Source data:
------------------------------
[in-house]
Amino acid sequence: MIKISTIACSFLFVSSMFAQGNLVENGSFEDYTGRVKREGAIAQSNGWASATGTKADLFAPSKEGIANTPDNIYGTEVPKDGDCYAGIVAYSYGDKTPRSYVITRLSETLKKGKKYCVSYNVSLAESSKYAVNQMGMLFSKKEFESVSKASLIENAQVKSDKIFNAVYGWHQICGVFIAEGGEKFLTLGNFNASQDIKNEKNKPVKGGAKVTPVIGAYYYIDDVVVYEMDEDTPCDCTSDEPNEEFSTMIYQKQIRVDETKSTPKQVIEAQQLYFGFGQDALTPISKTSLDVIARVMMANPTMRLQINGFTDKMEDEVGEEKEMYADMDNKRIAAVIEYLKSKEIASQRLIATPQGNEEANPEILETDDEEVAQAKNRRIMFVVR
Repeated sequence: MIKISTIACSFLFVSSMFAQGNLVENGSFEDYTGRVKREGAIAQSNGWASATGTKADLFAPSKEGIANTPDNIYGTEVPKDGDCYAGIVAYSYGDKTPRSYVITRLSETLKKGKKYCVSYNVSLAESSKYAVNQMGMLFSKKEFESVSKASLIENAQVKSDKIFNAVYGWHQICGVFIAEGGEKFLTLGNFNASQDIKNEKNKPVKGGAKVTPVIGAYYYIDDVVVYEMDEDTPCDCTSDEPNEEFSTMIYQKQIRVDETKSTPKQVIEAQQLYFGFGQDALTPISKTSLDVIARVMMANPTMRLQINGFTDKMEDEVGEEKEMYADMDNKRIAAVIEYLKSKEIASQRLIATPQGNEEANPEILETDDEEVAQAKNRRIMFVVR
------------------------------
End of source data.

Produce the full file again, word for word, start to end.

[in-house]
Amino acid sequence: MIKISTIACSFLFVSSMFAQGNLVENGSFEDYTGRVKREGAIAQSNGWASATGTKADLFAPSKEGIANTPDNIYGTEVPKDGDCYAGIVAYSYGDKTPRSYVITRLSETLKKGKKYCVSYNVSLAESSKYAVNQMGMLFSKKEFESVSKASLIENAQVKSDKIFNAVYGWHQICGVFIAEGGEKFLTLGNFNASQDIKNEKNKPVKGGAKVTPVIGAYYYIDDVVVYEMDEDTPCDCTSDEPNEEFSTMIYQKQIRVDETKSTPKQVIEAQQLYFGFGQDALTPISKTSLDVIARVMMANPTMRLQINGFTDKMEDEVGEEKEMYADMDNKRIAAVIEYLKSKEIASQRLIATPQGNEEANPEILETDDEEVAQAKNRRIMFVVR
Repeated sequence: MIKISTIACSFLFVSSMFAQGNLVENGSFEDYTGRVKREGAIAQSNGWASATGTKADLFAPSKEGIANTPDNIYGTEVPKDGDCYAGIVAYSYGDKTPRSYVITRLSETLKKGKKYCVSYNVSLAESSKYAVNQMGMLFSKKEFESVSKASLIENAQVKSDKIFNAVYGWHQICGVFIAEGGEKFLTLGNFNASQDIKNEKNKPVKGGAKVTPVIGAYYYIDDVVVYEMDEDTPCDCTSDEPNEEFSTMIYQKQIRVDETKSTPKQVIEAQQLYFGFGQDALTPISKTSLDVIARVMMANPTMRLQINGFTDKMEDEVGEEKEMYADMDNKRIAAVIEYLKSKEIASQRLIATPQGNEEANPEILETDDEEVAQAKNRRIMFVVR